I had lunch with a really interesting guy a couple of days ago at Waterstreet Cafe in Gastown, Vancouver – it’s been a while since I’ve eaten there and have to say the food was excellent! Thanks Lance. Ward Bingham started a venture 6 months ago called Mondonation, a concept born out of a tragedy he experienced at the height of his design career when over 20 if his close friends perished on a boat he was on. After a rough yet introspective period, Ward came up with a concept to produce t-shirts that allowed people to wear their inner beliefs on the outside. Each shirt has the slogan “I Believe” on the front. On the back, you can write your personal belief. And a portion of each shirt is donated to charitable causes chosen by you or Mondonation.
It was interesting to hear that Ward received a lot of publicity early on, including appearances on breakfast television, 2-page magazine spreads, countless mentions in newspapers but none of it turned into significant sales. It is then when he discovered YouTube and posted some videos about Mondonation. Soon others started posting their own along with their beliefs, and it has since started to swell. One video that has particularly gone viral is the BUFUMUFU video contest which is closing in on 600,000 page views. Another one that is getting attention is the I Believe in YouTube video. Interesting enough, my colleague Robert Miggins based in San Antonio, Texas is the one who first brought Mondonation, a Vancouver-based business to my attention. He was impressed with their marketing efforts. The power of the net.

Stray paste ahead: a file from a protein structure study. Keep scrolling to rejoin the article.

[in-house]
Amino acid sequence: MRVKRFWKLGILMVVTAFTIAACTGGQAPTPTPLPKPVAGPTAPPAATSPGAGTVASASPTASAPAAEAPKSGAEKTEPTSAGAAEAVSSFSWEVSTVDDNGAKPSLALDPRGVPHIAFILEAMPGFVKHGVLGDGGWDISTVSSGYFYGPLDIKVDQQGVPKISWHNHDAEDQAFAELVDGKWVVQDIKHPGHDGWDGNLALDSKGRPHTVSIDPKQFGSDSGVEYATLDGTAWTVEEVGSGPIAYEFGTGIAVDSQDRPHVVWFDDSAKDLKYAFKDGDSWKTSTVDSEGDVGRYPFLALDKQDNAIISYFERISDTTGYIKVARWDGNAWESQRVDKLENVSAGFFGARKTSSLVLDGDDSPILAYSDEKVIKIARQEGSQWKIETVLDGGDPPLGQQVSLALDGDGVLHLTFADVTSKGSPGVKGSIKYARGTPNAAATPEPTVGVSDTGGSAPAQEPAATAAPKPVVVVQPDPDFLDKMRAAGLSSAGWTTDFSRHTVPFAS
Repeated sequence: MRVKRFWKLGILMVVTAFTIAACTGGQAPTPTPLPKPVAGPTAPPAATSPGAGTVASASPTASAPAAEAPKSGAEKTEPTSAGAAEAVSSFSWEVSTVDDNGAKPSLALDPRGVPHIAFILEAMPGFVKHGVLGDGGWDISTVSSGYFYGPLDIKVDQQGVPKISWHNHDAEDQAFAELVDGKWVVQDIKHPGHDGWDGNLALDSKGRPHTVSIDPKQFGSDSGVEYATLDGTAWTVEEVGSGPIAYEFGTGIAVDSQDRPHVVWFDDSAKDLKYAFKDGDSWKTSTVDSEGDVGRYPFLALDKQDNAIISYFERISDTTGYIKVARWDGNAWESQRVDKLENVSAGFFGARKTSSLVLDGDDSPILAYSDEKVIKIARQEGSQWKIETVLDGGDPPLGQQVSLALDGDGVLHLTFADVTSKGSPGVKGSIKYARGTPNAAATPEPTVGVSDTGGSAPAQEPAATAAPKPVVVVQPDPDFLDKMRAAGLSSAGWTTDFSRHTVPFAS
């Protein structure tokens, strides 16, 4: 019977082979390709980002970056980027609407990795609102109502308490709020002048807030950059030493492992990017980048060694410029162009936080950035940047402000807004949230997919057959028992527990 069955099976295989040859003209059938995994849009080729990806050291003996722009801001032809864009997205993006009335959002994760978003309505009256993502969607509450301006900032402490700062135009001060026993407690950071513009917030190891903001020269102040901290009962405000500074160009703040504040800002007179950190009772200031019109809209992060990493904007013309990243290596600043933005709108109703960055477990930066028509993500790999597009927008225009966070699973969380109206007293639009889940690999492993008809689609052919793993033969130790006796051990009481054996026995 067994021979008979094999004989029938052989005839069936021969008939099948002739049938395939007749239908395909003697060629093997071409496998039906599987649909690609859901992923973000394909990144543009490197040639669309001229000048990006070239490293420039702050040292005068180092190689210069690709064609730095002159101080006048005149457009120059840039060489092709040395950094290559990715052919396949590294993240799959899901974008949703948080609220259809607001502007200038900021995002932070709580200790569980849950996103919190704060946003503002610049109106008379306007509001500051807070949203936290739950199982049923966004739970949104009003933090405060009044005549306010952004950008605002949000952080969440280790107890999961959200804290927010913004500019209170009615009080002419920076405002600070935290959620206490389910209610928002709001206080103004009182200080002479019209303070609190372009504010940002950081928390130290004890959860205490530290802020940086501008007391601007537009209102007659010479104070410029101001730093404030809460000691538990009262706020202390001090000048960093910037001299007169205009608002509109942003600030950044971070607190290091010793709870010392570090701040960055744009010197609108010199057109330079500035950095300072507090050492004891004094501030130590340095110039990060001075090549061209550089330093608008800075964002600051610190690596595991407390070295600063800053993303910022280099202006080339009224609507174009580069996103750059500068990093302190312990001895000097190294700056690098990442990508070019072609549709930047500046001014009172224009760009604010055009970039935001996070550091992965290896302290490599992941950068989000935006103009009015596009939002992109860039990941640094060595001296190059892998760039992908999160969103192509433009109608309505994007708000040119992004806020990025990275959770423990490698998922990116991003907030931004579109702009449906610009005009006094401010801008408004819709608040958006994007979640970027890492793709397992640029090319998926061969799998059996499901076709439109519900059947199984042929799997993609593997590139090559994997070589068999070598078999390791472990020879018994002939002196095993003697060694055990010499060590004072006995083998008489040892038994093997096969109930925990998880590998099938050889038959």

Ward shared a story that drives home the purpose of his movement in bringing an increasingly low touch society into higher conscience. A lady emailed Ward about how she was in a bank line up wearing her I Believe shirt. The person behind her read the print “I believe I’m a survivor” and inquired what it meant. She explained how she had recently survived breast cancer. To her astonishment, the lady behind her was also a cancer survivor. Two strangers in a line up that would likely not have connected, now speak at least 5 hours a week with one another. The shirt and the message enabled this connection. This is Ward’s vision – to see this connection repeated many times over, all over the world. I believe in this movement. I believe it will happen. And I believe if you haven’t heard of BUFUMUFU, you will.